This morning I'm obliged to the anonymous blogger at 357 Magnum for introducing me to something rich and strange. It's guitarist Steve Vai's newly designed Ibanez "guitar". He calls it The Hydra, borrowing the name from antiquity. The steampunk-themed instrument looks weird, but he makes it sing.
This one-of-a-kind instrument is ambitious even by Steve Vai's standards and five years in the making.
The Hydra is a many faceted creature with two-headstocks, three-necks that host 7 and 12-string guitars; a 4-string ¾ scale length bass; 13 sympathetic harp strings; half-fretless necks; single-coil, humbucking, piezo, MIDI and sustainer pickups; floating and hardtail tremolo bridges and phase splitters.
“I feel this instrument has the potential to be historical," notes Vai. "It’s unique in various ways and its construction is inspired. And there’s a song that was written on it that honours the potential of the instrument."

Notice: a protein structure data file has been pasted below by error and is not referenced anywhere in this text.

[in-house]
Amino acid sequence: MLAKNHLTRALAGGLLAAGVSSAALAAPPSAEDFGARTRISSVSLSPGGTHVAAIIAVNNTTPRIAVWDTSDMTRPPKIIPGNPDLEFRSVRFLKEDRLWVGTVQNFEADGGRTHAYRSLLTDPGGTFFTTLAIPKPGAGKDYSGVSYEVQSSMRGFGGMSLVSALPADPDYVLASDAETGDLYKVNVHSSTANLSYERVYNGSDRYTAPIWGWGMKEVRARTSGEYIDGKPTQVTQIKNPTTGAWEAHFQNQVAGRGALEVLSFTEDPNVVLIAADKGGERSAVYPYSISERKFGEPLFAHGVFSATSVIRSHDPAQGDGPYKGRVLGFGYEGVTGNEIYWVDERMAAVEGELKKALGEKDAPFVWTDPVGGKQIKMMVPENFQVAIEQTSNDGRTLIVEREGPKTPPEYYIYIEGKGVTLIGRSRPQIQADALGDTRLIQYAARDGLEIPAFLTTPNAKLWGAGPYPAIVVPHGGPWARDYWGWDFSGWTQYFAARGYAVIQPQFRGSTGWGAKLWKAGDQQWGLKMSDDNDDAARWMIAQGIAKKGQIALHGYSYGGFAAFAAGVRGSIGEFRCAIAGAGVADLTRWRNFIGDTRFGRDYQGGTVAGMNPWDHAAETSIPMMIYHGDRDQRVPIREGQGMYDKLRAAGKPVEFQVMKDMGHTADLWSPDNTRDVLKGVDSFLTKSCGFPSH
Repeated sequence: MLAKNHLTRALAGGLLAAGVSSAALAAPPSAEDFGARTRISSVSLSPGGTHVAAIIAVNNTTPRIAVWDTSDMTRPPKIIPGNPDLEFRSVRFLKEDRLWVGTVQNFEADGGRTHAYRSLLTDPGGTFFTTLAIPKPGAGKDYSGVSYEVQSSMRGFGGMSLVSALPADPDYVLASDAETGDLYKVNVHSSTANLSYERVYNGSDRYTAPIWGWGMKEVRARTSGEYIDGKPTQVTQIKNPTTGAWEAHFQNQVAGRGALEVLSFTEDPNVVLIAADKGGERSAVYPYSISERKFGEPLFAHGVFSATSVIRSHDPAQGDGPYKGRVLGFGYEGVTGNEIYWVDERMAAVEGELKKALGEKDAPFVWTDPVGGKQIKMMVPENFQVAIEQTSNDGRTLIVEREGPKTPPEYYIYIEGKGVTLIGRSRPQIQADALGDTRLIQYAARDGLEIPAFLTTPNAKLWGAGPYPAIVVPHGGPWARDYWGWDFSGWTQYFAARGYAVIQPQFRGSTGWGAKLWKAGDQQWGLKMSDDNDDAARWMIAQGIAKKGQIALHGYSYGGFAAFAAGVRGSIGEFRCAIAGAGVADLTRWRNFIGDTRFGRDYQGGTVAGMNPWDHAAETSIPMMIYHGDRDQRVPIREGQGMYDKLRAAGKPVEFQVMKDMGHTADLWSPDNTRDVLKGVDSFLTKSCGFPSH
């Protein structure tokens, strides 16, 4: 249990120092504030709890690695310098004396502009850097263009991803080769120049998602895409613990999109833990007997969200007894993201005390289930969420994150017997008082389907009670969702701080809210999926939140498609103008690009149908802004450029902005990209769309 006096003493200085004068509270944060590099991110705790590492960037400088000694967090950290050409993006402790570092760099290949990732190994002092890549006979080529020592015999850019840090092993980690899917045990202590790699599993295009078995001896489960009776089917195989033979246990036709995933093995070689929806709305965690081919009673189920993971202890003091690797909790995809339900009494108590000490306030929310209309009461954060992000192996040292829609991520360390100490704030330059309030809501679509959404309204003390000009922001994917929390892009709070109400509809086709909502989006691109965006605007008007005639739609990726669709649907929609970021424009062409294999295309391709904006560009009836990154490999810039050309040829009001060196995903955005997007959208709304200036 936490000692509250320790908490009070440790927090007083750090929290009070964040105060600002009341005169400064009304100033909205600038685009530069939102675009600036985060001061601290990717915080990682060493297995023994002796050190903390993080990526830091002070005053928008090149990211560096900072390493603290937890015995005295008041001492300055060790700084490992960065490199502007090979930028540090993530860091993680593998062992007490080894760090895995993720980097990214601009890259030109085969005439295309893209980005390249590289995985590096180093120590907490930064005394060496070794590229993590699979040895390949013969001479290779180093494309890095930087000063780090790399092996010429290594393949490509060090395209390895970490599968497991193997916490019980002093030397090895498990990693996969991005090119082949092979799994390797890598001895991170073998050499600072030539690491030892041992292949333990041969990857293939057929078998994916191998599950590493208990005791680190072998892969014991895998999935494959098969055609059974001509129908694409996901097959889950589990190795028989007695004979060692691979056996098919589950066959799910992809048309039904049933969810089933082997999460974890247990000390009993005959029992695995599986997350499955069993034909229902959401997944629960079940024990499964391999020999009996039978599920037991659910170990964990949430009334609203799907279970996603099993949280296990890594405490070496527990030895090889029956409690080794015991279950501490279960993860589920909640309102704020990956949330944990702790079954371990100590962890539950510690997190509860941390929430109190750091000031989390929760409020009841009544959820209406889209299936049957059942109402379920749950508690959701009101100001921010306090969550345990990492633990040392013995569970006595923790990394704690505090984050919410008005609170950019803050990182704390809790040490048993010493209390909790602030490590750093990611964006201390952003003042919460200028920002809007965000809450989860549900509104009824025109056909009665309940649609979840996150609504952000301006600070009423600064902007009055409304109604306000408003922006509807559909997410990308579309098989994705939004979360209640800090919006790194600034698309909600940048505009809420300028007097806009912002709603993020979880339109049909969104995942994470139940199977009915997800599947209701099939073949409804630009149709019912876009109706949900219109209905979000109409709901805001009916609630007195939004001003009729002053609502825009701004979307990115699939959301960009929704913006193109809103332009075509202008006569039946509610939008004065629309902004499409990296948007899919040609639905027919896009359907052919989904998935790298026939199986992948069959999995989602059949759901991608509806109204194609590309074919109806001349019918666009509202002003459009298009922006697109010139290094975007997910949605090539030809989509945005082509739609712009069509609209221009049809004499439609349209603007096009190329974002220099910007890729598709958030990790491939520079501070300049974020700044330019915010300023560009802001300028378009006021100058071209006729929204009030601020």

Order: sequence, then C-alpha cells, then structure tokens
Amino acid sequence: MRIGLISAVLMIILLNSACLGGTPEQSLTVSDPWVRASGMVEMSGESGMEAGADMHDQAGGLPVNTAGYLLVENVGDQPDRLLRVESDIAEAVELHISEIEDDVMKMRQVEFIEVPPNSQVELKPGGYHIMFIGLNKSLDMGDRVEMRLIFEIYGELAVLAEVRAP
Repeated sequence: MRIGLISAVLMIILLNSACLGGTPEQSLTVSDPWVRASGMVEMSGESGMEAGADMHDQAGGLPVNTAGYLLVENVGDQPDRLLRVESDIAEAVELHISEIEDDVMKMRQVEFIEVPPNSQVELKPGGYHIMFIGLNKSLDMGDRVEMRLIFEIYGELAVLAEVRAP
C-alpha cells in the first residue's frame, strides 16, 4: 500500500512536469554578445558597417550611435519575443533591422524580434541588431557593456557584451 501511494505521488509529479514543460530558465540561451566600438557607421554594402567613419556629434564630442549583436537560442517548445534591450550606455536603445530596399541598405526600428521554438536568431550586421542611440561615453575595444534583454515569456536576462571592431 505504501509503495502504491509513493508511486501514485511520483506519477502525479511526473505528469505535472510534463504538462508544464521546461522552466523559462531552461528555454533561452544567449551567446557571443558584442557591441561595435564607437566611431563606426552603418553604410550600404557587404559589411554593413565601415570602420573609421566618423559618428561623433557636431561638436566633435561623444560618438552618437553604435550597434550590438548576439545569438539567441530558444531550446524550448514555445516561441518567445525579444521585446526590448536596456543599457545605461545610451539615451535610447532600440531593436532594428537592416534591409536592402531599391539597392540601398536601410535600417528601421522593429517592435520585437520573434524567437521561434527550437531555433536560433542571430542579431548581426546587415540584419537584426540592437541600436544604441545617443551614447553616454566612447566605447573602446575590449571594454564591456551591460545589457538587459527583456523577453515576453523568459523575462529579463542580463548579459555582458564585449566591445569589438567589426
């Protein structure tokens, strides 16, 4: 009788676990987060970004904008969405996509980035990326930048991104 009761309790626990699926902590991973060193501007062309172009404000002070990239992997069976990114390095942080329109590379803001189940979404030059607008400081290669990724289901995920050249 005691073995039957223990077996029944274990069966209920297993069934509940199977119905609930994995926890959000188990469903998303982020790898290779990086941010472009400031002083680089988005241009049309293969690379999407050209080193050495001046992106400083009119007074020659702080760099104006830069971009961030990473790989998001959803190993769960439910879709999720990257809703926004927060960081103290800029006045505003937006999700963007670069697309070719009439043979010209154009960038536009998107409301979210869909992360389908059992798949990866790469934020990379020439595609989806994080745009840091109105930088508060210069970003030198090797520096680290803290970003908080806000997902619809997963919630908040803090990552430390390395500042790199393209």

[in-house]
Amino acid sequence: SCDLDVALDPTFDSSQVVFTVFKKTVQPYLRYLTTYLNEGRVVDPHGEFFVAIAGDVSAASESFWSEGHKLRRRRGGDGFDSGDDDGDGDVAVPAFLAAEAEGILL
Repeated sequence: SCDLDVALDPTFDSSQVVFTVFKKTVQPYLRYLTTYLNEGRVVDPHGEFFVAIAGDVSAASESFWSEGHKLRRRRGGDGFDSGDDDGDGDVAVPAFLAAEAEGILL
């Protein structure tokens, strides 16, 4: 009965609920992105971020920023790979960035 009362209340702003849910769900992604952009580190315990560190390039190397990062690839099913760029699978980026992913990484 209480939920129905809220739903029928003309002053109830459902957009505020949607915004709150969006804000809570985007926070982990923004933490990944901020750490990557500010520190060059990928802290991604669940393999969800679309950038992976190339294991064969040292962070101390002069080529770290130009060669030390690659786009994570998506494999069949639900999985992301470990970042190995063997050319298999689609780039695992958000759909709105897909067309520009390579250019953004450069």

. . .
Ibanez Artist Relations Manager Mike Orrigo says, " 'The Hydra', as Mr Vai has appropriately dubbed it, started off as a concept that Steve approached Ibanez with several years ago. While it was understood then that the task to turn Steve’s vision into reality would be a tremendous undertaking, we were undeterred by the challenge.
"Fuelled by Steve’s inspiration, our team of designers, engineers, and luthiers worked tirelessly together in order to create a truly one-of-a-kind instrument, remaining as true to the initial vision as possible."
From most guitarists and performers, I'd regard The Hydra as just a gimmick: but when you're at the level of Steve Vai, it's definitely something to be taken seriously. Here's his opening track with the instrument, titled "Teeth of the Hydra", from his latest album "Inviolate".
It's used on other tracks of the album as well. I wonder how long it took him to develop the playing technique needed to take advantage of all those features?